Date farming has become a major part of the Palestinian economy

The date farming industry has grown from 617 acres back in 2005, to now occupying about ten times that much area.

A drip irrigation farm. (photo credit: REUTERS)
A drip irrigation farm.
(photo credit: REUTERS)
Date farming is considered one of the most important sectors of Palestinian agriculture in the West Bank and has become a major part of the Palestinian economy. 
These operations take place on fields of an estimated 6,177 acres and are backed heavily by the Civil Administration. This backing has helped grow the industry to this size from how it was in 2005, when there were only 617 acres of date farms.
The head of the agriculture unit in the Palestinian civil administration, Samir Muadi, said: “We are expecting a harvest of 12,000 tons for this year. Out of that, some 8,000 tons are earmarked for export to Arab countries, Europe and elsewhere, while the remaining 4,000 tons are for the local market."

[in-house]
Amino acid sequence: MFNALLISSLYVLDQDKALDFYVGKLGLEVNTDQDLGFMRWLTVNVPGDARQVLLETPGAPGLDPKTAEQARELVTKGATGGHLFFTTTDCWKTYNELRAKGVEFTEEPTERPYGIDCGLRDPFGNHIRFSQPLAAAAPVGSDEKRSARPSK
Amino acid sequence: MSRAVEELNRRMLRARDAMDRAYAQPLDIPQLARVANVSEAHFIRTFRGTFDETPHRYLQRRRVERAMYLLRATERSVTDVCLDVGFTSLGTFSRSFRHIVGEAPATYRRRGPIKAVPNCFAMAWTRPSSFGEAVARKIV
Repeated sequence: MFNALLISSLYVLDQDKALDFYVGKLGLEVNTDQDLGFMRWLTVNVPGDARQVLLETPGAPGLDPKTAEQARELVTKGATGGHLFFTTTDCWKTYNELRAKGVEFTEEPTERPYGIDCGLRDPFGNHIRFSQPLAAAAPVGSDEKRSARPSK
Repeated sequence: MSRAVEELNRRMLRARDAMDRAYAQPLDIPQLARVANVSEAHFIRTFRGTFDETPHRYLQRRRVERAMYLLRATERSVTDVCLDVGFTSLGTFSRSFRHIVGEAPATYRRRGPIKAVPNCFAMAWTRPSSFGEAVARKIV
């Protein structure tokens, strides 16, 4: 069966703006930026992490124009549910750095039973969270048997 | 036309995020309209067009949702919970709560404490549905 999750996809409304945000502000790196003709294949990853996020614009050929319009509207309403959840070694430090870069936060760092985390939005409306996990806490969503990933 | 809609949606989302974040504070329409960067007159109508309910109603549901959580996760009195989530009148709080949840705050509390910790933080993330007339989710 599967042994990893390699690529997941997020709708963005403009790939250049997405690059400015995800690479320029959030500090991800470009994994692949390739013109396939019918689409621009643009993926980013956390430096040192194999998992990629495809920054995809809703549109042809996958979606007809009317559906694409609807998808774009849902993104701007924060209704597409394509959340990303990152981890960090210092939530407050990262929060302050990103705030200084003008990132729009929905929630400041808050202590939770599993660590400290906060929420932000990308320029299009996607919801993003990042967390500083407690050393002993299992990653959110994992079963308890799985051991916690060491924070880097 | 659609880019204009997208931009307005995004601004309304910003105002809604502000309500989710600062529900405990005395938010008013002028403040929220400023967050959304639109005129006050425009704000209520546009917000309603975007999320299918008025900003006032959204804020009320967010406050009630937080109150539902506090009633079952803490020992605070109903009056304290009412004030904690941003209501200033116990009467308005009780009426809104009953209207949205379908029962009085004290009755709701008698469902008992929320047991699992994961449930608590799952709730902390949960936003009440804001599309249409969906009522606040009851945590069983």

However, he also mentions that much of the success is from cooperation with local farmers, without which this operation would have been impossible. “The cooperation with the Palestinian farmers is the key to a strong economy, to security, and to stability in the Judea and Samaria region. We advise the farmers all along the way, and we encourage their economic independence. Supporting the Palestinian farmers will remain a top priority for us.”
This is an apparent shift from how things were in previous years. There is testimony of how the PA would have been less likely to assist the average farmer then, despite how it receives a lot of foreign aid, almost more than any other country in the world.